None of this is to say that the story is not engaging. I intend to finish the book, and blogging about it.

Friday, February 6, 2009

Leakin Park

Growing up in Baltimore, everyone knew that Leakin Park was the place where bodies were dumped. Simon devotes about a paragraph to this in the book. What is so fascinating about this is that I-70 was supposed to run through Leakin Park, but it was never completed. I-70 starts in Utah, and goes all the way out to Baltimore, where it stops abruptly at a Park & Ride, rather than connecting with I-95 as planned. It wasn't too long ago that you could see the "ramp to nowhere" when driving through the city. Ironically, the destruction of the parkland was the reason for terminating the project in 1982. I guess there were some really worried people with deep pockets who didn't want that area disturbed!

I don't always rely on Wikipedia for accurate information, but I think in this case there is some pretty good information:,_Maryland

Time of death

One passage in the book describes how the time of death is estimated based on body temperature, rigor mortis, and in cases of days-old bodies, maggots. I actually know someone in Maryland whose job was to help determine how long a person had been dead based on the type of insects found in the body. The last time I saw him he was ready for a career change.

Police Women

There was only one woman in Homicide in Baltimore in 1988 when Simon was following the unit. I noticed in the episodes of TV show I saw there are several women. I wonder if in the 10 year interval more women joined the Homicide unit, or if the show just thought that adding them would be a good way to boost ratings?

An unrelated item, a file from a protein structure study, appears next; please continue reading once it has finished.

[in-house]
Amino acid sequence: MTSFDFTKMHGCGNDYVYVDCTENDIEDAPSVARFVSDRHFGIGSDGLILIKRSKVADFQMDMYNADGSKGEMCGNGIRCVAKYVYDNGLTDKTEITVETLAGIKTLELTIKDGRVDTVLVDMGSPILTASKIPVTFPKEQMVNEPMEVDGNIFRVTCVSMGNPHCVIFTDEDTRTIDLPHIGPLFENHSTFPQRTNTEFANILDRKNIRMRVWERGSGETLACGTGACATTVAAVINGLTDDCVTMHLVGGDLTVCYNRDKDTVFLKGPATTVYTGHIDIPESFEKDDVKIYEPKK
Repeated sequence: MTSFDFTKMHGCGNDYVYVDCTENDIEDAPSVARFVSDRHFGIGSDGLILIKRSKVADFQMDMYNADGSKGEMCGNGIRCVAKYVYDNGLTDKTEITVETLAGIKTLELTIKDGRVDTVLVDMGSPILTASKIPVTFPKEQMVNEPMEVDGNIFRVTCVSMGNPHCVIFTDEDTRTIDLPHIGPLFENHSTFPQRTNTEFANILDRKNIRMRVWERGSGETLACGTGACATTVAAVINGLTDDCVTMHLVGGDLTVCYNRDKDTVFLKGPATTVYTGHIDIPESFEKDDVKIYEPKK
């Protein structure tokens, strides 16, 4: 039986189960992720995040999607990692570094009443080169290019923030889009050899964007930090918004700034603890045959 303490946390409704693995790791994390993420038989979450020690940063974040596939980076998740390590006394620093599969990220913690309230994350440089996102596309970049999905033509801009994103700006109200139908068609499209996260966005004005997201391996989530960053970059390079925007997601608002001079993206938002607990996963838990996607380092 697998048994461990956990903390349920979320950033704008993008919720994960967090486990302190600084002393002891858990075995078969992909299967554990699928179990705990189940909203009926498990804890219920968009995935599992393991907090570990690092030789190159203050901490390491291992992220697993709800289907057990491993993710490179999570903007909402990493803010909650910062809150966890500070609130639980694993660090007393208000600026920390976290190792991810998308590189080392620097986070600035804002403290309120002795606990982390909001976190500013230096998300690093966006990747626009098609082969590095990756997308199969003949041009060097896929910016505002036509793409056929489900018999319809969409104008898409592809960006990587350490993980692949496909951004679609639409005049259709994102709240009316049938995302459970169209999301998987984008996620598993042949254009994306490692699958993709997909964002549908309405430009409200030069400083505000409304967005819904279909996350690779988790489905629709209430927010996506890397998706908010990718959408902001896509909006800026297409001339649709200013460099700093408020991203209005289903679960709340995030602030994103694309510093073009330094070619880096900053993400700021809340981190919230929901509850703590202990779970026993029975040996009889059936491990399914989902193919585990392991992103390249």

Chapter 2

By the time I got to the second chapter of Homicide I was already convinced murders in Baltimore were drug related. I guess that is what Simon was trying to do because the second chapter immediately wakes the reader out of that notion with the description of the discovery of the body of an 11-year old girl who had been reported missing from her home two days before. The investigation is different from those previously described where dectectives joked and brought in witnesses wearing mini skirts with nothing on underneath (what bothered me the most about this, was how cold I felt reading it - it was in January for goddess sake!). Here the witnesses include a librarian(!), and the greiving family of the little girl.

Wednesday, February 4, 2009

Geography of Coffee

I didn't expect that I would get so far behind in reading and posting this soon. Anyway, I started Homicide, but have not gotten very far, and it is a pretty fat book. It may be the only one I read this month. As, I have mentioned previously, coffee is an important part of the culture in my home. My husband actually teaches a course on the Geography of Coffee and this passage from page 23 seems brings his passion to mind: "His left hand cradles a glass mug in the shape of a globe, filled to the Arctic Circle with brown bile from the very bottom of the coffee pot."

Otherwise, so far I can say this: this book is about a Baltimore that I, fortunately, was pretty unfamiliar with growing up.